In addition to light microscopy, biopsy specimens from IPH patients should be submitted for immunofluorescence or immunohistochemistry stains to evaluate for Ig and immune complex depositions. Biopsy specimens should be carefully examined for features of granulomatous disease, as seen in fungal, mycobacterial, or other infections, sarcoidosis, berylliosis, or Wegener granulomatosis. The diagnosis of IPH requires the exclusion of vasculitis (as seen in Wegener granulomatosis), Churg-Strauss syndrome, microscopic polyangiitis, and immune complex deposition disorders. The iron stains, such as Perls' Prussian blue stain, typically show numerous siderophages in alveolar and distal airways, as is the case in patients with other diseases that are characterized by alveolar hemorrhage.

As the diagnosis of IPH is largely exclusionary, transbronchial lung biopsy from areas of ground-glass attenuation is generally the initial diagnostic procedure performed. Larger samples can be obtained by video-assisted thoracoscopic surgery or open-lung biopsy with a much higher yield. The laboratory investigation findings for antinuclear antibodies, anti-double-stranded DNA, antiglomerular basement membrane antibodies, antiphospholipid antibodies, antineutrophil cytoplasmic antibodies (both perinuclear and cytoplasmic variants), IgG and IgE cow's milk antibodies, and rheumatoid factor are generally negative. Also, patients can be tested for celiac sprue with plasma antigliadin and antireticulin antibodies, although the lack of GI symptoms makes this diagnosis unlikely.

Hemosiderosis due to various heart conditions deserves particular attention here, especially as our patient presented with severe mitral regurgitation. The pulmonary parenchymal manifestations of cardiac disorders are the consequence of either elevated postcapillary pressures (eg, mitral stenosis or congestive heart failure), or abnormal blood flow (eg, mitral regurgitation). Typical radiographic findings in mitral stenosis are as follows: cephalization of pulmonary vasculature; interstitial or alveolar edema; alveolar opacities representing diffuse alveolar hemorrhage; and, in patients with longstanding disease, secondary pulmonary hemosiderosis and/or diffuse pulmonary ossification. In patients with mitral regurgitation, the clinical picture depends on the acuity of onset of the valvulopathy. In acute-onset mitral regurgitation (eg, due to endocarditis, trauma, dysfunction related to ischemia, infarction, or rupture of the chordae tendinae), the abrupt occurrence of symmetrical pulmonary edema is typical. In contrast, in patients with chronic valvular disease (eg, myxomatous degeneration, rheumatic fever, mitral annulus calcification, annulus dilatation secondary to left ventricular cavity enlargement, and periprosthetic valve leak), a more insidious disease is usual, with progressive eccentric left ventricular hypertrophy, and, ultimately, enlargement and failure. Asymmetric right-upper lobe pulmonary edema due a regurgitant jet toward the pulmonary veins has been described in approximately 10% of cases. Because our patient showed no evidence of asymmetric pulmonary edema and episodes of hemoptysis antedated the development of mitral insufficiency, we considered that valvular disease was unlikely to be the cause of pulmonary hemosiderosis.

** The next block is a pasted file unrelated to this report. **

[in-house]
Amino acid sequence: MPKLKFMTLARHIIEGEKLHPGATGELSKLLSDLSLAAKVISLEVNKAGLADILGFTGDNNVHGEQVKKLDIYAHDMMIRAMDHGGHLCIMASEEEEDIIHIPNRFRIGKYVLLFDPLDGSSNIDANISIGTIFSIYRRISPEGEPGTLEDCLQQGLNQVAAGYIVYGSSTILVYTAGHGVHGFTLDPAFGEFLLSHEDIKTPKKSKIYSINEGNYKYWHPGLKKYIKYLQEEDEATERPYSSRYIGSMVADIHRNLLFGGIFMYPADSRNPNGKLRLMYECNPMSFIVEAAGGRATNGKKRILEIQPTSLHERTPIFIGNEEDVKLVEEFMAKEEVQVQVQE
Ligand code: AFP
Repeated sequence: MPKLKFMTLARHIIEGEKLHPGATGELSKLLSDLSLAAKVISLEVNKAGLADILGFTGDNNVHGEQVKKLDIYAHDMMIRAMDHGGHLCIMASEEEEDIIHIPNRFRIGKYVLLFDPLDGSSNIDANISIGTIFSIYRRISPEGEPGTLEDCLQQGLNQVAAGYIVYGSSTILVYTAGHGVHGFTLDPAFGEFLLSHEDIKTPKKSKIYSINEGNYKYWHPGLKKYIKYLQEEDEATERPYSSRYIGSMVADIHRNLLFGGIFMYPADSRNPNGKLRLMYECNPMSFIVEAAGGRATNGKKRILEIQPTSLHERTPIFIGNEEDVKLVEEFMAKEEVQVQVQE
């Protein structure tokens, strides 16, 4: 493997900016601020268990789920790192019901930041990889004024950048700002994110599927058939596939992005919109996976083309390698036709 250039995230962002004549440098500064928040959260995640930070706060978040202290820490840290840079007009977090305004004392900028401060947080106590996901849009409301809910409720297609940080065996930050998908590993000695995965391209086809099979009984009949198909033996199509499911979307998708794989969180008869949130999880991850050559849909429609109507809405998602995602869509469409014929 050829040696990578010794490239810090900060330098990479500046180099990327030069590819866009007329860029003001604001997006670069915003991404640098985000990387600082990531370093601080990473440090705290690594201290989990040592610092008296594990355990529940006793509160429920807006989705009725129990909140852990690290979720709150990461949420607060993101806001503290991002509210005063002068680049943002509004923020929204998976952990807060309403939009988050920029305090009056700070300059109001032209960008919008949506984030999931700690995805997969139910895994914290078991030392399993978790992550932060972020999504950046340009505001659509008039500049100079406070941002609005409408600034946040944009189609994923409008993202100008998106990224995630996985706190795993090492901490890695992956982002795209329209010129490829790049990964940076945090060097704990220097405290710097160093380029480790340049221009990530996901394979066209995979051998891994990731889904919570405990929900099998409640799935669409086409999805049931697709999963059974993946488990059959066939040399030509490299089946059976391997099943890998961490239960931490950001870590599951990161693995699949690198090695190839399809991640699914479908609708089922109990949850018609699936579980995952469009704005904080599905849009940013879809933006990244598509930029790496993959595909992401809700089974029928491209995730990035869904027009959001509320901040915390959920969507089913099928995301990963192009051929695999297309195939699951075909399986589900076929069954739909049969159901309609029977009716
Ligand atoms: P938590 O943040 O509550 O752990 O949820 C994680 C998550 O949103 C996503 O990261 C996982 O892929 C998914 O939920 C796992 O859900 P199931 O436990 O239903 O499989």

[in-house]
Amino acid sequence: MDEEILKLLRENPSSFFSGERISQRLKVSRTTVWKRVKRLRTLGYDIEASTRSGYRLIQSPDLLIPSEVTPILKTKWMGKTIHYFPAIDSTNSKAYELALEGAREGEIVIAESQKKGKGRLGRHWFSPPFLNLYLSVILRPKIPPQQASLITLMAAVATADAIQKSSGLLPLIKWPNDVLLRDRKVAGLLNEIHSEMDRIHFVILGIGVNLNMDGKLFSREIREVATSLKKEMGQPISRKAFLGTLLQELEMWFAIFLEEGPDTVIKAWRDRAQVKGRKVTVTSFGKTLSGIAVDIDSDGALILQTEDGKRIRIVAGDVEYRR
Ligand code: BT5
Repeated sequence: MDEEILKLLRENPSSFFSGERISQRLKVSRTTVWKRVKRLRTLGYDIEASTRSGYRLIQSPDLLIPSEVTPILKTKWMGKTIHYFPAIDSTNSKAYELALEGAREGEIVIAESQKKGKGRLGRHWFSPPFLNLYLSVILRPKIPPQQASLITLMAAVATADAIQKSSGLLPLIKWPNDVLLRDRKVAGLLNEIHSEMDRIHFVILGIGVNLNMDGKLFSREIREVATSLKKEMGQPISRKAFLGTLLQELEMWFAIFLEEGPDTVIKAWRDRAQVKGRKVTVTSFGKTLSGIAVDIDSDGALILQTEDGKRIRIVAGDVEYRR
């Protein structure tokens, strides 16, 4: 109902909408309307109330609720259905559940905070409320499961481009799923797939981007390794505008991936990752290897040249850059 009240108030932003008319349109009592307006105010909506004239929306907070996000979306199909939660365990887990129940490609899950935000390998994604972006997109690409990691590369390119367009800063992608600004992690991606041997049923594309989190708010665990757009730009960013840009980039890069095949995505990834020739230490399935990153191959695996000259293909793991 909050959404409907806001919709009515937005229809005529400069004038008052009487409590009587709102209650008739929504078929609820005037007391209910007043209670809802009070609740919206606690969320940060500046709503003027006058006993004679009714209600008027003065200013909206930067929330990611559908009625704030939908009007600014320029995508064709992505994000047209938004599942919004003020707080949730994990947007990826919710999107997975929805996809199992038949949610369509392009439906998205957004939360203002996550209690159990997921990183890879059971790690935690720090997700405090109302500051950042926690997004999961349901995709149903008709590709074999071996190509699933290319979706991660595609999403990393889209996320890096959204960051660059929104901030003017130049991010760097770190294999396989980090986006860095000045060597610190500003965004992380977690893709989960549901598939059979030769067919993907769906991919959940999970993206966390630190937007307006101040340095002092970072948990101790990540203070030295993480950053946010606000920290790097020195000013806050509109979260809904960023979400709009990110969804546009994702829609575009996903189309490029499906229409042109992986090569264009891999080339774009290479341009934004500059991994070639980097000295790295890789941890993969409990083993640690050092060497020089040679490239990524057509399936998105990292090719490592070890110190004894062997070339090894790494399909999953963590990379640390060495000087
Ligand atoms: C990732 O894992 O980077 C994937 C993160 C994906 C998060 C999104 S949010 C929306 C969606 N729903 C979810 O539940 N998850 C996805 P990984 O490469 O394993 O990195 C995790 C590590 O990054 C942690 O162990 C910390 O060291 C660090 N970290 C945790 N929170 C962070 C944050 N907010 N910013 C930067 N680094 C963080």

IPH should also be differentiated from pneumoconiosis siderotica, a form of pneumoeoniosis that is due to the presence of environmental iron dust, which is usually clinically significant only when combined with silica exposure (silicosiderosis). In our patient, there was no history of any environmental exposure except tobacco smoking (which was insufficient to cause hemosiderosis).

The current approach to managing IPH is based on relatively small case series and anecdotal reports. Splenectomy has been tried, without significant success. Before the era of assays for antiglomerular basement membrane antibodies or antineutrophil cytoplasmic antibodies, plasmapheresis had been tried with variable results. The appeal of plasmapheresis has been based on the clinical similarity of IPH to Goodpasture syndrome, microscopic polyangiitis, Churg-Strauss syndrome, and idiopathic pauci-immune pulmonary capillaritis. Indeed, in our patient, before the serologic results were available, plasmapheresis was undertaken, although it would be unfair to attribute any therapeutic response to plasma exchange, as corticosteroids in large doses were also administered.

Based on the notion that IPH is an autoimmune disease, and the good response in the face of new alveolar hemorrhage episodes, corticosteroids have become the mainstay of therapy. Other immunosuppressive agents (eg, azathioprine, hydroxychloroquine, cyclophosphamide, and methotrexate) have been tried as corticosteroid-adjunctive or steroid-sparing therapy, with variable results. In acute exacerbations of IPH, therapy with prednisone is usually started at a dose of 1 mg/kg/d (or equivalent) and is titrated to a maintenance dose of 10 to 15 mg/d. In some patients, IPH will recur immediately after the discontinuation of corticosteroid therapy, and most patients will actually continue to receive prednisone after 2 years of treatment. An azathioprine-prednisone combination seems to be one of the most popular therapeutic regimens. Anecdotal reports of lung transplantation in two cases of IPH have been published, unfortunately with poor outcomes, including recurrence.